Coronavirus Crisis: Busoga Kingdom Starts Relief Food Distribution

By :
AT Reporter

Busoga Kingdom has started distribution of relief food to vulnerable people affected by the lockdown due to the outbreak of COVID-19 pandemic in the country.

The first consignment of relief food was flagged off by Busoga Kingdom Premier Owek. Katuukiro Dr. Joseph Muvawala.

He was flanked by his second deputy Owek. Osman Noor Ahmed, the chairperson of Busoga Royal Concept Owek. Prof. Wasswa Balunywa, Kyabazinga Affairs Minister Owek. Yudaya Babirye and the chairperson of Indian Association Uganda, Jinja branch Kanabar Kuman.

Speaking during the flag off, Owek. Balunywa revealed that Busoga Kingdom has so far collected 85 tonnes of maize flour which will be distributed in the eleven districts that make up Busoga sub region. The districts include Mayuge, Iganga, Namutumba, Luuka, Jinja, Namayingo, Bugiri, Buyende, Kamuli, Busesa and Kaliro.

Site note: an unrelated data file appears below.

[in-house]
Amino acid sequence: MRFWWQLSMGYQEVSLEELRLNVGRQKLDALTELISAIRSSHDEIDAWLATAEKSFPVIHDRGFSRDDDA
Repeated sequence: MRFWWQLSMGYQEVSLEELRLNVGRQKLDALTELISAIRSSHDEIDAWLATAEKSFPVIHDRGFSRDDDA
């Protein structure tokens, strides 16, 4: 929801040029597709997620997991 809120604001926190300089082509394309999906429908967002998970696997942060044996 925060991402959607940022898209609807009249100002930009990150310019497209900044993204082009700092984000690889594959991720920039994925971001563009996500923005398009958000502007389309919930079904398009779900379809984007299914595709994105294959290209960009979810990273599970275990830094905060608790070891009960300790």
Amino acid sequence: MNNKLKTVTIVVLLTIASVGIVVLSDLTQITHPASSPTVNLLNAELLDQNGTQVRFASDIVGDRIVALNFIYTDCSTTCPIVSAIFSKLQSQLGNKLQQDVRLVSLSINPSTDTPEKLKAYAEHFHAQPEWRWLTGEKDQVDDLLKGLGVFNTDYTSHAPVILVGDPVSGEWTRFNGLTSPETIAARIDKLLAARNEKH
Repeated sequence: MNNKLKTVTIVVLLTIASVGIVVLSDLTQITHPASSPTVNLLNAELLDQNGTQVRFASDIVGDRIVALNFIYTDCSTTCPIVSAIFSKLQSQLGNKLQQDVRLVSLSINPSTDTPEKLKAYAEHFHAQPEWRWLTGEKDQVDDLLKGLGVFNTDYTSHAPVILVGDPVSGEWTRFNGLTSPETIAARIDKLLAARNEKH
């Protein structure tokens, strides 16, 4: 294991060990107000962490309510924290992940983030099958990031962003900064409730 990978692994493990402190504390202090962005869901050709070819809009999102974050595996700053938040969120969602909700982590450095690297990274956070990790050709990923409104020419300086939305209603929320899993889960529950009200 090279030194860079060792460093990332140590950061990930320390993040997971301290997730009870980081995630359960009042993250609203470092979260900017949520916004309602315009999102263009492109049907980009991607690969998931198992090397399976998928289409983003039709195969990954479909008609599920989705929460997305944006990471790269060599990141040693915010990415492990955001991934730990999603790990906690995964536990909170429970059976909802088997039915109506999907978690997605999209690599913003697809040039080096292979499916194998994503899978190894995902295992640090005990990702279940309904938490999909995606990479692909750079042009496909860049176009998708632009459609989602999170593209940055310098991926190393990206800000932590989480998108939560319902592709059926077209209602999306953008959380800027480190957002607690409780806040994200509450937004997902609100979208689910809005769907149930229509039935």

According to Balunywa, relief food items worth over 200 million had so far been received from individuals, companies and friends of Busoga Kingdom. Among the donors are the Speaker of Parliament Rt. Hon Rebecca Alitwala Kadaga who donated 20 tonnes of maize flour worth 40m, Keshwala Group donated 10 tonnes of maize flour, Owek. Osman Ahmed Noor 10 tonnes of maize flour, while the Indian Association of Uganda- Jinja branch 8 tonnes of maize flour and 4 tonnes of beans.

Others are Mayuge Sugar 10 tonnes of maize flour, Kamuli Sugar 10 tonnes of maize flour, GM Sugar 10 tonnes of maize flour and Nile Agro which also donated 10 tonnes of maize flour.

Owek. Balunywa said that each each district COVID-19 task force team in Busoga region will get over 4 tonnes of maize flour for distribution. According to Balunywa, the Indian Association of Uganda, Jinja branch will be in charge of transporting the consignments in various districts.

Kingdom Premier, Katukiro Dr. Joseph Muvawala while thanking those who had contributed, also called on the people of Busoga to use the opportunity of rains in the region to plant more food.

“We need to go back to practicing the traditional ways of storing food in granaries in order to promote food security,” he said.

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